The differences were even starker on global warming. Blair wanted a plan to curb emissions of carbon dioxide and other greenhouse gases. But U.S. officials lobbied to prevent the inclusion in the G-8 communique of any specific reduction targets as called for in the 1997 Kyoto Protocol. The United States is the only G-8 country that has refused to ratify the Kyoto treaty, with Bush saying that doing so would have "wrecked" the U.S. economy.

Sir Michael Jay, Blair's representative in the discussions, called the negotiations on global warming "pretty intense." He predicted the G-8 would reach an accord that recognized the problem and the need to combat it without mentioning specific targets.

Bush said in Denmark that "the surface of the Earth is warmer and that an increase in greenhouse gases caused by humans is contributing to the problem."

However, he made plain that mandatory targets are off the table. He referred repeatedly to the Kyoto treaty in the past tense, even though it took effect in February, and said the goal for his plan is to control greenhouse gases merely "as best as possible."

Bush said he "can't wait" to talk with summit colleagues about the United States' alternative proposed approach, which stresses spreading clean-energy technologies to both developed and developing nations.

"I think there's a better way forward," Bush said. "I would call it the post-Kyoto era, where we can work together to share technologies."

Blair was expected to try to salvage the climate change issue by shifting debate away from disagreements with the United States and toward gaining support for emission controls in China. The country's surging economy has made it the world's second biggest producer of greenhouse gases after the United States.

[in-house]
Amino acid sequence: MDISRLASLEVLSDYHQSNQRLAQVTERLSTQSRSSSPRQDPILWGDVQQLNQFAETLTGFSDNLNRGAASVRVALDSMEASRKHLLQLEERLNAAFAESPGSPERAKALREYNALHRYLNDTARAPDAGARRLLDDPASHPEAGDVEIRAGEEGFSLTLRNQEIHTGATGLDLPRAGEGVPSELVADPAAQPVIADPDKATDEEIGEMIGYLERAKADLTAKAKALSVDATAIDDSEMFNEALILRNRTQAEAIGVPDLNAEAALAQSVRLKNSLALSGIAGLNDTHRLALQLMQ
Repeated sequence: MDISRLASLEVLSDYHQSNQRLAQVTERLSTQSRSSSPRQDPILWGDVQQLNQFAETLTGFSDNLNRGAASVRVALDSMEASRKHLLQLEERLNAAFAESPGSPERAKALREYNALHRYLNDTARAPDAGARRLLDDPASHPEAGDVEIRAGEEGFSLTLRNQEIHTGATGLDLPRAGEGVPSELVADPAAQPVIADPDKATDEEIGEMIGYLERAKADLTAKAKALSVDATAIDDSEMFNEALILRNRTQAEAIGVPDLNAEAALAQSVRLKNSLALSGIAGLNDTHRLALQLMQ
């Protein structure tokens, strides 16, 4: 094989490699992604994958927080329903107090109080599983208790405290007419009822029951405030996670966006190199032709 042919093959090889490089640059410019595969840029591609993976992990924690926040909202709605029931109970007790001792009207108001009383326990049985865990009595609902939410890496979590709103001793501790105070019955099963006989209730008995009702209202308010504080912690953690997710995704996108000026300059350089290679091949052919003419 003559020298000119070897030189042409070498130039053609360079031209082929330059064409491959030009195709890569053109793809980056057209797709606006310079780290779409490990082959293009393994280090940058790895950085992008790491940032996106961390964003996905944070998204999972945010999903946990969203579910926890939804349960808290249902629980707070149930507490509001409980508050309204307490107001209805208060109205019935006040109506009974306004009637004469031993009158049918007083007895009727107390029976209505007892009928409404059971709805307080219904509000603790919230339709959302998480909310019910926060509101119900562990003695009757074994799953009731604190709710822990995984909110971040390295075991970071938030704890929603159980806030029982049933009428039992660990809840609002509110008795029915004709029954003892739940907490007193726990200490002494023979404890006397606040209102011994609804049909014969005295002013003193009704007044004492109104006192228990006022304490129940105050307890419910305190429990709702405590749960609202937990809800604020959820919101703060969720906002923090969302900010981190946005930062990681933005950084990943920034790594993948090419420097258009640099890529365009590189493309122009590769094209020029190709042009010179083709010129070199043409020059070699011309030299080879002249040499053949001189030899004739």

In addition to boosting aid for Africa, the G-8 leaders were expected to endorse a deal their finance ministers reached in June to wipe out $40 billion in debt that 18 poor countries _ 14 of them in Africa _ owe international lending agencies including the World Bank.

Blair also was pushing the rich nations to reach agreement on cutting the farm subsidies that they give their farmers but which depress imports from poor nations.

Bush has said the best way to deal with agricultural subsidies is for Europe and the United States to jointly agree to get rid of them through the Doha Round of global trade talks.

In addition to the two key issues Blair selected, the discussions are expected to cover the world's political hot spots, from Iraq to the Middle East peace process and the nuclear ambitions of Iran and North Korea.

Leaders also were expected to grapple with global oil prices that have surged to unprecedented heights, briefly topping $60 per barrel, and threatened to slow the global economy.

The G-8 comprises the U.S., Canada, Britain, France, Germany, Italy, Japan and Russia.